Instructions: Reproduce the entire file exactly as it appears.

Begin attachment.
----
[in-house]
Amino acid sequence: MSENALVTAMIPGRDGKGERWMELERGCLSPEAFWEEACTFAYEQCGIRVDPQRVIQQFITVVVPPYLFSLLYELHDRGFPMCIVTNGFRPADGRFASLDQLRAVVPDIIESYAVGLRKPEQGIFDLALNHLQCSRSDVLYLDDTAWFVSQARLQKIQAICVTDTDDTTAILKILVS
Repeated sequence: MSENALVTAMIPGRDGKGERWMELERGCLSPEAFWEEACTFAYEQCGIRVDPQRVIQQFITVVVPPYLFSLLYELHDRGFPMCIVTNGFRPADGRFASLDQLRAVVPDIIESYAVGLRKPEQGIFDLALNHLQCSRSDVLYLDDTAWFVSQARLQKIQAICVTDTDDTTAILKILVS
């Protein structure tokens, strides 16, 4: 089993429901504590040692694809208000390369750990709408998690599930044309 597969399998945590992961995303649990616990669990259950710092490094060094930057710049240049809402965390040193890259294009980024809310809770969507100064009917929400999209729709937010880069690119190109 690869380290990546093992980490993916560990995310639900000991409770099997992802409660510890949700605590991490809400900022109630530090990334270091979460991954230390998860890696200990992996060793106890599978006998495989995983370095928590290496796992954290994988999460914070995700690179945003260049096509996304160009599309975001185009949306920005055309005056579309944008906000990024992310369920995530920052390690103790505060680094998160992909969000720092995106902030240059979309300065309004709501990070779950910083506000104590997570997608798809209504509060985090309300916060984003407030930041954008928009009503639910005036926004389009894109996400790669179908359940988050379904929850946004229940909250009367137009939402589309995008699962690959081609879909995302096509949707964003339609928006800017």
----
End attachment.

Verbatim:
[in-house]
Amino acid sequence: MSENALVTAMIPGRDGKGERWMELERGCLSPEAFWEEACTFAYEQCGIRVDPQRVIQQFITVVVPPYLFSLLYELHDRGFPMCIVTNGFRPADGRFASLDQLRAVVPDIIESYAVGLRKPEQGIFDLALNHLQCSRSDVLYLDDTAWFVSQARLQKIQAICVTDTDDTTAILKILVS
Repeated sequence: MSENALVTAMIPGRDGKGERWMELERGCLSPEAFWEEACTFAYEQCGIRVDPQRVIQQFITVVVPPYLFSLLYELHDRGFPMCIVTNGFRPADGRFASLDQLRAVVPDIIESYAVGLRKPEQGIFDLALNHLQCSRSDVLYLDDTAWFVSQARLQKIQAICVTDTDDTTAILKILVS
């Protein structure tokens, strides 16, 4: 089993429901504590040692694809208000390369750990709408998690599930044309 597969399998945590992961995303649990616990669990259950710092490094060094930057710049240049809402965390040193890259294009980024809310809770969507100064009917929400999209729709937010880069690119190109 690869380290990546093992980490993916560990995310639900000991409770099997992802409660510890949700605590991490809400900022109630530090990334270091979460991954230390998860890696200990992996060793106890599978006998495989995983370095928590290496796992954290994988999460914070995700690179945003260049096509996304160009599309975001185009949306920005055309005056579309944008906000990024992310369920995530920052390690103790505060680094998160992909969000720092995106902030240059979309300065309004709501990070779950910083506000104590997570997608798809209504509060985090309300916060984003407030930041954008928009009503639910005036926004389009894109996400790669179908359940988050379904929850946004229940909250009367137009939402589309995008699962690959081609879909995302096509949707964003339609928006800017």